The live wire coming in is connected to the live wire going out. Ditto for the Neutral and Earth wires.

When a light fitting is attached to the ceiling rose it could be wired into the Neutral terminal and the live terminal shown in the rose but it would of course be on all of the time. For it to work properly it has to be interrupted by a switch.

This is easy, in that a cable (switch wire) is added. One of the wires from the switch wire is connected to the live terminal. This takes live current to the...

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Replacing a ceiling rose is a job that can be carried out by a competent DIYer, but as always, if you’re not confident working with electricity you should use the services of a reliable electrician.

The best way to find a decent electrician is by asking your friends (Facebook is perfect). Failing that, check your local paper or use a website like TrustATrader, Rated People or Checkatrade.

Below you’ll find a list of tools needed to replace a ceiling rose. You should have most of them in your DIY toolkit. If not, a quick trip to Wickes or B&Q will sort you out.

Tools required

Side cutters (snips) Insulated medium size screwdriver Insulated terminal screwdriver Wire strippers Marker pen Either test lamps or a meter to confirm the electrical supply to the ceiling rose is isolated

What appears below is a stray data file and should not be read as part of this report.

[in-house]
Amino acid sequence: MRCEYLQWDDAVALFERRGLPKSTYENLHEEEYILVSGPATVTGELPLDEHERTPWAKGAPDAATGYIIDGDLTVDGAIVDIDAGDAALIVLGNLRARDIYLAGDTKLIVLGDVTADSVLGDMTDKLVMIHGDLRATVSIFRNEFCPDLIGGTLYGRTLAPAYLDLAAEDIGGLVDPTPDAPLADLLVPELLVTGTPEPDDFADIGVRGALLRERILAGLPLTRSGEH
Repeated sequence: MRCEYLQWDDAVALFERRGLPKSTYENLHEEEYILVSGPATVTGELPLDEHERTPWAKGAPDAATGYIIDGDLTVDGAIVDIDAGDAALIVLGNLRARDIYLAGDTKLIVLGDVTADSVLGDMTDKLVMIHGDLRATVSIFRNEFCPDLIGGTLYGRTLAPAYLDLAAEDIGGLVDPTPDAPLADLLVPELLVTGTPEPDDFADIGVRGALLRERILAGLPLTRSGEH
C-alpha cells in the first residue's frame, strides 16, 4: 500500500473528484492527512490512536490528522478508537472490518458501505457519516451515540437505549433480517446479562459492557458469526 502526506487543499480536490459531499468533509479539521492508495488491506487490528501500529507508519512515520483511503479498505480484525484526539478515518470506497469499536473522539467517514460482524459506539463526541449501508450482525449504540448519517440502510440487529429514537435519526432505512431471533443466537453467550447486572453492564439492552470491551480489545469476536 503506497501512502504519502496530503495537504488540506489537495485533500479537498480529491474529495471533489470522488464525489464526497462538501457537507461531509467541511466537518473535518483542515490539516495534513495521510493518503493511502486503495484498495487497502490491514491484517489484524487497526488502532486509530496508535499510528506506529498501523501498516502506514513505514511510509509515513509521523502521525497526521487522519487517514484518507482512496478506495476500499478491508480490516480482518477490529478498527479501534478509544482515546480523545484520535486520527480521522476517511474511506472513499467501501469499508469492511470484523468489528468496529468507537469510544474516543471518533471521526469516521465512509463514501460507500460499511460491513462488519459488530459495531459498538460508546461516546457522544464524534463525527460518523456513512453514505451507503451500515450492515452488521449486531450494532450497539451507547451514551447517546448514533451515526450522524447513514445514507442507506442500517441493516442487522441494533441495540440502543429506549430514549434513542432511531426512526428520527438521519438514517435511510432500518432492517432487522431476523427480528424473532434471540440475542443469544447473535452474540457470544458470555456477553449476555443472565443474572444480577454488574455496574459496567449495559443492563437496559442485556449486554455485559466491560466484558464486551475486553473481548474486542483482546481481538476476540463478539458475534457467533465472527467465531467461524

Start by switching off the consumer unit and removing the appropriate circuit fuse / miniature circuit breaker.

fig 1

Fig 1 shows the most common way a ceiling rose...

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Line diagram of a two way lighting circuit using junction boxes (fig 1).

fig 1

The junction box should be wired as shown below.

fig 2

Explanation of above picture. (fig 2)
The feed cable comes from a previous junction box or from the consumer unit, the red, black and earth wires are connected to separate terminals. The earth wire must be covered with green/yellow sleeving.

The cable going to the first light switch is connected as follows (fig 2). The red wire going to the switch is connected to the same terminal as the red wire from the feed cable, the black wire is unused, and the earth wire is connected to the same terminal as the earth wire from the feed cable.